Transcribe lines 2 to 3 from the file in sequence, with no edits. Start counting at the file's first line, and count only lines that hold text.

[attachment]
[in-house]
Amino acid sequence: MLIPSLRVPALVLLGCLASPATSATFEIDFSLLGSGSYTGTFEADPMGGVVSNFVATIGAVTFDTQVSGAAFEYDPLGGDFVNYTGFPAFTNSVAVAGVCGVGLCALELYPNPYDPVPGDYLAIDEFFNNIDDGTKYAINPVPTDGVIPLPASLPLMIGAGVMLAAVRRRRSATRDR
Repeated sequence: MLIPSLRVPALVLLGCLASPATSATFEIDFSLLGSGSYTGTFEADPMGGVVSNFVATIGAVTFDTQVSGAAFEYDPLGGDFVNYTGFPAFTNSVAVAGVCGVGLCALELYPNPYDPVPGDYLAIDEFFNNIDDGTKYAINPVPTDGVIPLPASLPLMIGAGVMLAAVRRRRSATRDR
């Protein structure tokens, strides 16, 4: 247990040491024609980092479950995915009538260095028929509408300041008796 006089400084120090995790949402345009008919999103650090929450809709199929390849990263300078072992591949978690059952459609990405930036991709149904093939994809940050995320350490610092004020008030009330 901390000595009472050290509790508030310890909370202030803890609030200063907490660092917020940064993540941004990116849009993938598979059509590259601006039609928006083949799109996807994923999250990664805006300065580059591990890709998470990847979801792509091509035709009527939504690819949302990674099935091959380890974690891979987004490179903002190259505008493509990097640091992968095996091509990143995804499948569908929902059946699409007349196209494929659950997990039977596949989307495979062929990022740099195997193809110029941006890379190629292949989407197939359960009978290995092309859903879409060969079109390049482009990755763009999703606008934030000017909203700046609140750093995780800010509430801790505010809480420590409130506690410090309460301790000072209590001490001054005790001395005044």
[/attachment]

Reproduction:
Amino acid sequence: MLIPSLRVPALVLLGCLASPATSATFEIDFSLLGSGSYTGTFEADPMGGVVSNFVATIGAVTFDTQVSGAAFEYDPLGGDFVNYTGFPAFTNSVAVAGVCGVGLCALELYPNPYDPVPGDYLAIDEFFNNIDDGTKYAINPVPTDGVIPLPASLPLMIGAGVMLAAVRRRRSATRDR
Repeated sequence: MLIPSLRVPALVLLGCLASPATSATFEIDFSLLGSGSYTGTFEADPMGGVVSNFVATIGAVTFDTQVSGAAFEYDPLGGDFVNYTGFPAFTNSVAVAGVCGVGLCALELYPNPYDPVPGDYLAIDEFFNNIDDGTKYAINPVPTDGVIPLPASLPLMIGAGVMLAAVRRRRSATRDR